Working in Borneo

Wildlife Direct suggested I give you more information about my life working in conservation with orangutans, what it’s like working as a conservationist, in the field, in Borneo compared with Africa. I will try to give you a better picture of what it is like working in Borneo, a “typical day” if you can call it that.

Despite the impression you may have gathered from this blog, like many people in the world, I work in an office in the town of Pangkalan Bun and it feels like 90% of my time is devoted to emails and Excel spreadsheets. The Orangutan Foundation has a conscious policy of capacity building and investing in Indonesians, so I am the only expatriate employee. Indeed, I am the only westerner in town! I am responsible for project supervision and all English language communication, particularly reporting to donors. I have to make regular reports from the field to the overseas offices, disseminate information from those offices to the relevant people in Indonesia, and help with proposal writing and forward planning.

Naturally part of my job involves fundraising. I think like most field based people I get so convinced by the worth of the cause I struggle a bit to complete grant applications, especially those using buzz words, for example “Tell us about the multiplier effects of your planned project” (huh, we’re trying to multiply orangutans aren’t we?!) Crucially we have recently received large grants towards habitat protection work. For instance, the United Nations Environment Program with European Union funding supports our work in the Belantikan Hulu; this region contains the largest population of wild orangutans outside of a protected area. However, all of our orangutan rehabilitation work is funded from private donations and last year that cost over US$100,000. As the UK office has grown tired of telling me “Stephen, buying lottery tickets is not a sustainable fundraising strategy!”

The Orangutan Foundation office has a friendly relaxed atmosphere and is a lovely place to work from. There is a garden with a fish pond and mango, rambutan and banana trees, producing the most delicious fruit. The whole operations of the Foundation are co-ordinated from the office, we communicate by radio to all our field posts and my colleagues do a truly fantastic job. In the office there is Ully, the Office Manager; Astri, the Liaison Officer, who also helps me with this blog; Jak, the Patrol Manager; Teguh, the Guard Post Supervisor; Devis from Pondok Ambung and finally the Belantikan Conservation Programme team also work from the office. Tigor, who runs the Lamandau Rehabilitation Camps, works out of the Orangutan Care Centre and Quarantine facility (OCCQ). There are numerous powercuts in Pangkalan Bun and so those lucky enough to have a laptop, Jak, Asti and I, often giggle at the moans coming from the others when the power cuts out! When around the orangutans, or on patrol, we wear a uniform which helps the orangutans to recognise and distinguish between Foundation staff and other people who might pose a threat.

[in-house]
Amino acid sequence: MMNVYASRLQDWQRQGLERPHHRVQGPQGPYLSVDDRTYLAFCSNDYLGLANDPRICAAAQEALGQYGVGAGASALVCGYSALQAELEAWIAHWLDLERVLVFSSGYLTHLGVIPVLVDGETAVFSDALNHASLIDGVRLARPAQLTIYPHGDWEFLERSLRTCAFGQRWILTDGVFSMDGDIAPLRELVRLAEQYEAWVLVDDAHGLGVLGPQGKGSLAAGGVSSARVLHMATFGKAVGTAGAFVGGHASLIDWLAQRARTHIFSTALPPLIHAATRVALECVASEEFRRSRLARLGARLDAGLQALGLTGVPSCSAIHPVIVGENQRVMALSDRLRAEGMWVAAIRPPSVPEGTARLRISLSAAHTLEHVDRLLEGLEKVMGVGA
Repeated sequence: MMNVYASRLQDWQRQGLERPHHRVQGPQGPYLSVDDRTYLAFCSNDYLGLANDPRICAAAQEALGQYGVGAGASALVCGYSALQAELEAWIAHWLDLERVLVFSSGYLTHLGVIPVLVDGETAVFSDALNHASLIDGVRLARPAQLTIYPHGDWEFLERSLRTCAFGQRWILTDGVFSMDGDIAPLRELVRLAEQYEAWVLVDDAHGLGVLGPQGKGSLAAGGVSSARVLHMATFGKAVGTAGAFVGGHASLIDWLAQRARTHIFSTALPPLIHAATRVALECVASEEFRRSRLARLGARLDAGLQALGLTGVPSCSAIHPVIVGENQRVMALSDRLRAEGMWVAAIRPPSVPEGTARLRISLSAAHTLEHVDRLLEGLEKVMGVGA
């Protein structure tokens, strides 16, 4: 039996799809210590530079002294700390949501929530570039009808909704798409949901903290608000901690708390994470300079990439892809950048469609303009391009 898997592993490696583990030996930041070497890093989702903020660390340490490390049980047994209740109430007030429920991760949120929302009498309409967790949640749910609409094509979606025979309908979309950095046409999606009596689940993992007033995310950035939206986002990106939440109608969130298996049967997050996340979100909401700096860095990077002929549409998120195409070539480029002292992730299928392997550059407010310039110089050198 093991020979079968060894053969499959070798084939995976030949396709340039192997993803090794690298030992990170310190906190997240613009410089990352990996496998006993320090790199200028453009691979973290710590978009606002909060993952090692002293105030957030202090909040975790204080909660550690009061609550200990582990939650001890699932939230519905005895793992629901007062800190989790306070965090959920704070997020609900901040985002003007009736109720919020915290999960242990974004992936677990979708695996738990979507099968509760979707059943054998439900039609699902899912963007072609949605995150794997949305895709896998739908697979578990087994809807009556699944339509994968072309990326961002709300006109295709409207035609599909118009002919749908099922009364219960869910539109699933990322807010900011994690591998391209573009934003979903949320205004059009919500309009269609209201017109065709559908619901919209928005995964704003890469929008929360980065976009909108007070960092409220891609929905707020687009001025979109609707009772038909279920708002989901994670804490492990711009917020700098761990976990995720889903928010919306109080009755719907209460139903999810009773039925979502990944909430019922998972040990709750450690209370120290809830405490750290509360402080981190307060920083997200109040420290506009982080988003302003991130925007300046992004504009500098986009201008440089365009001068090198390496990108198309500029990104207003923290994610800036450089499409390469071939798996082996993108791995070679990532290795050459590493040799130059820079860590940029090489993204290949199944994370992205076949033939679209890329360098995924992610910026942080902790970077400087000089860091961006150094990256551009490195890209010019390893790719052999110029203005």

OF office PKB

Inside OF office PKB

Top photo – outside of the office. This photo -inside of the office

Teguh and I are the only Christians. The rest of the people in the office are Moslem & our field staff are a mix of Christian, Moslem and Dayak – which is useful as it means someone is always willing to work on one or other of the religious holidays. Jak and Teguh are married with two children each, Astri is married, Devis is too young, or so we tell him, and everyone is forever teasing Ully about when she’ll get married. However, given her IQ is about the twice that of the rest of us (probably combined) when the time comes, I have no doubt she’ll be the one doing the choosing.

Today was a fairly typical day: I was at the OCCQ just after 8 am, as I had to give the vets some darts (injectable syringes for their blow pipe) that have just been donated.

Orangutan at OCCQ